A cheap trick to connect a Windows command line app to a web page for data entry and displaying results using IE.

I built a java class to process some text in a specific way, and, eventually, someone else will integrate my class into a web app they’re building. But in the meantime, we need a demo. So, I want to have a simple web page having a textarea and Submit button. When Submit is pressed, the content of the textarea is fed to the java class via StdIn. The text is processed and the results spit out via StdOut, which the web page loads and displays.

Now, of course, the ability to do this represents a potentially huge security hole, so, of course, it requires IE!

Here is the body of my HTML page. I took the initial < off so it doesn’t actually build a form here:

body>
form>
textarea cols="40" rows="5" id="document">
input type="button" value="Submit" onclick="submitIt();">
/form>
div id="processed">
/body>

A few things to note: The textarea has an id of “document”. We’ll reference this textarea by that id in the javascript (see below). Second, the button will call the javascript function submitIt.


/*
function submitIt() {
//document.getElementById("plop").innerHTML = "THIS WILL GET REPLACED";
var WshShell = new ActiveXObject("WScript.Shell");
var oExec = WshShell.Exec("C:\\PathToABatFile.bat");
var x = document.getElementById("document").value;
oExec.StdIn.Writeline(x + "\n");
var input = "";
var error = "";
var line = "";
var start = false;
while (!oExec.StdOut.AtEndOfStream) {
line = oExec.StdOut.ReadLine();
if (!start) {
if (line.indexOf("##Start##") > -1) {
start = true;
}
} else {
input += line;
}
}
document.getElementById("processed").innerHTML = input;
return false;
}
*/

The javascript calls an ActiveXObject which is then used to execute our .BAT file. This .BAT file, in turn, calls our jar file, passing it a few parameters it needs. As you’ll see, I use Writeline to push the value of the textarea (remember, it’s called “document”) to StdIn.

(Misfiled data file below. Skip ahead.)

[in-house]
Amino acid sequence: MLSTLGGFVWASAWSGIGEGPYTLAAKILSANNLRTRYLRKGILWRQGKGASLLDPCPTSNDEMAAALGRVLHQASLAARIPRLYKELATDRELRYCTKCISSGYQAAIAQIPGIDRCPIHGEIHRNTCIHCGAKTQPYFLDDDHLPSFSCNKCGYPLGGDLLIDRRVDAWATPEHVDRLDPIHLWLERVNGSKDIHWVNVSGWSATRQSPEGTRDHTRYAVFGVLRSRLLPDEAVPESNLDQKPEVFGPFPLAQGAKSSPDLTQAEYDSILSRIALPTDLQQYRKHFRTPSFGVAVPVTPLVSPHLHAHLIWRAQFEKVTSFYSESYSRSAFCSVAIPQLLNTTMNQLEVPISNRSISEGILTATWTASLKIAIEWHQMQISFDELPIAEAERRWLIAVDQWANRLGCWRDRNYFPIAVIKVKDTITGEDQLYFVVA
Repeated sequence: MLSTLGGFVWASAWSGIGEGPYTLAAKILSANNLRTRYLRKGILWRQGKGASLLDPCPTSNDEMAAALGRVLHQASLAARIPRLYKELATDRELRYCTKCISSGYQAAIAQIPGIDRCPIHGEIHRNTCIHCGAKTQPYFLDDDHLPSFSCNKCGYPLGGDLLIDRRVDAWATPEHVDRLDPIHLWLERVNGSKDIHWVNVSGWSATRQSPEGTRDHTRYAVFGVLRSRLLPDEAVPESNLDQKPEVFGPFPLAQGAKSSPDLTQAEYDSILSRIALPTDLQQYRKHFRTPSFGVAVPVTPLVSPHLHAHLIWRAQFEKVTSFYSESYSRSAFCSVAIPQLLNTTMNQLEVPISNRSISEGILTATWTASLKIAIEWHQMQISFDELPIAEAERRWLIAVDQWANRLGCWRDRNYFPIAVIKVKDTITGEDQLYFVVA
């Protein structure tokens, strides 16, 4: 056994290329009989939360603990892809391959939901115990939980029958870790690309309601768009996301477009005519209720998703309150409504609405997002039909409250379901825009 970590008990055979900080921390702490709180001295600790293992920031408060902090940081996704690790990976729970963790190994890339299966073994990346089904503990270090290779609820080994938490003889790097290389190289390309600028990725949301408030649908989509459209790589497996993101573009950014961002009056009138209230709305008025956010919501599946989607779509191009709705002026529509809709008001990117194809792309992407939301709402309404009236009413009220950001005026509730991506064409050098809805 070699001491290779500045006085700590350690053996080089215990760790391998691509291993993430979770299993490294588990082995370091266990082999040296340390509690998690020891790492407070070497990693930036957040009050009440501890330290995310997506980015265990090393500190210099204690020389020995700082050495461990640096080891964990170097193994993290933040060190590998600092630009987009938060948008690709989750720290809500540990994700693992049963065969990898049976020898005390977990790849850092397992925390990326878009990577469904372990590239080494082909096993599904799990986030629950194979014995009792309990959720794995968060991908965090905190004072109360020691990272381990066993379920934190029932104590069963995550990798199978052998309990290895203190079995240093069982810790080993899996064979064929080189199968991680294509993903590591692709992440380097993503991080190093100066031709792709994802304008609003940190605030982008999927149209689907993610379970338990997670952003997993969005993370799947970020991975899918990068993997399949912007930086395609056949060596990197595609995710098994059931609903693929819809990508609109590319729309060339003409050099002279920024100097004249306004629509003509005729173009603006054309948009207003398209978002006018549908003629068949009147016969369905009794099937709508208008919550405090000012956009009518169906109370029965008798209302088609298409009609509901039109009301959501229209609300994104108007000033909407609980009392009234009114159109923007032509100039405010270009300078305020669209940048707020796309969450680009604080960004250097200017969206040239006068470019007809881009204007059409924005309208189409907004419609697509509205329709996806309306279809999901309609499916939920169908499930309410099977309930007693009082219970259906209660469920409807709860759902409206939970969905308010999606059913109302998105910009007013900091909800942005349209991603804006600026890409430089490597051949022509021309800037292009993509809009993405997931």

In my java class, I have a void main method that accepts some parameters. Then it builds a string from StdIn.


StringBuilder document = new StringBuilder();
//********Take Input from StdIn:
try {
BufferedReader in = new BufferedReader(new InputStreamReader(System.in));
String s;
while ((s = in.readLine()) != null && s.length() != 0) {
document.append(s);
}
} catch (IOException e) {
e.printStackTrace();
}

When processing is done, I simply output formatted HTML using System.out.println.


outStringBuilder.append("Some Text: " + "Some Other Text" + "
");

A stylesheet embedded in the html page provides style information for the returned content. Note the use of ‘##Start##’. My class uses other libraries that output to Stdout at the beginning of execution. So, this just gives me a way to ignore everything up until I hit this marker. Everything after that is appended to input, and then pushed to the DOM.

…and that is it… Good luck!

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About jeffmershon

Director of Program Management at SiriusXM.
This entry was posted in Software and tagged . Bookmark the permalink.

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